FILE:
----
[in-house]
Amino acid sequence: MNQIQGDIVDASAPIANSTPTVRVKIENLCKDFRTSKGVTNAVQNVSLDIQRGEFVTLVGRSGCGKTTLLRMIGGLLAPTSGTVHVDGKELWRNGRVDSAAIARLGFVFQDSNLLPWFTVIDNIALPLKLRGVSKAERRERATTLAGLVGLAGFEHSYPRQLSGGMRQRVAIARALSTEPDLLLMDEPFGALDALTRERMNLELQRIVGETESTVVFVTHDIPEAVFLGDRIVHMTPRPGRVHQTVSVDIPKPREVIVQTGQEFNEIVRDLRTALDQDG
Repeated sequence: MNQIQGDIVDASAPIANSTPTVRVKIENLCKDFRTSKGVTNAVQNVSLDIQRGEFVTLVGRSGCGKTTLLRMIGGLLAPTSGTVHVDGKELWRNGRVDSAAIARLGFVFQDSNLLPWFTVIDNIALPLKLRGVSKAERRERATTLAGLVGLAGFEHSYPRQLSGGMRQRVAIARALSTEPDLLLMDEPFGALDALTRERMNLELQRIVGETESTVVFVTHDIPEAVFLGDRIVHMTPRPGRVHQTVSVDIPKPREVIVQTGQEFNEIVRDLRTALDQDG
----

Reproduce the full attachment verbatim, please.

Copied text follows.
[in-house]
Amino acid sequence: MNQIQGDIVDASAPIANSTPTVRVKIENLCKDFRTSKGVTNAVQNVSLDIQRGEFVTLVGRSGCGKTTLLRMIGGLLAPTSGTVHVDGKELWRNGRVDSAAIARLGFVFQDSNLLPWFTVIDNIALPLKLRGVSKAERRERATTLAGLVGLAGFEHSYPRQLSGGMRQRVAIARALSTEPDLLLMDEPFGALDALTRERMNLELQRIVGETESTVVFVTHDIPEAVFLGDRIVHMTPRPGRVHQTVSVDIPKPREVIVQTGQEFNEIVRDLRTALDQDG
Repeated sequence: MNQIQGDIVDASAPIANSTPTVRVKIENLCKDFRTSKGVTNAVQNVSLDIQRGEFVTLVGRSGCGKTTLLRMIGGLLAPTSGTVHVDGKELWRNGRVDSAAIARLGFVFQDSNLLPWFTVIDNIALPLKLRGVSKAERRERATTLAGLVGLAGFEHSYPRQLSGGMRQRVAIARALSTEPDLLLMDEPFGALDALTRERMNLELQRIVGETESTVVFVTHDIPEAVFLGDRIVHMTPRPGRVHQTVSVDIPKPREVIVQTGQEFNEIVRDLRTALDQDG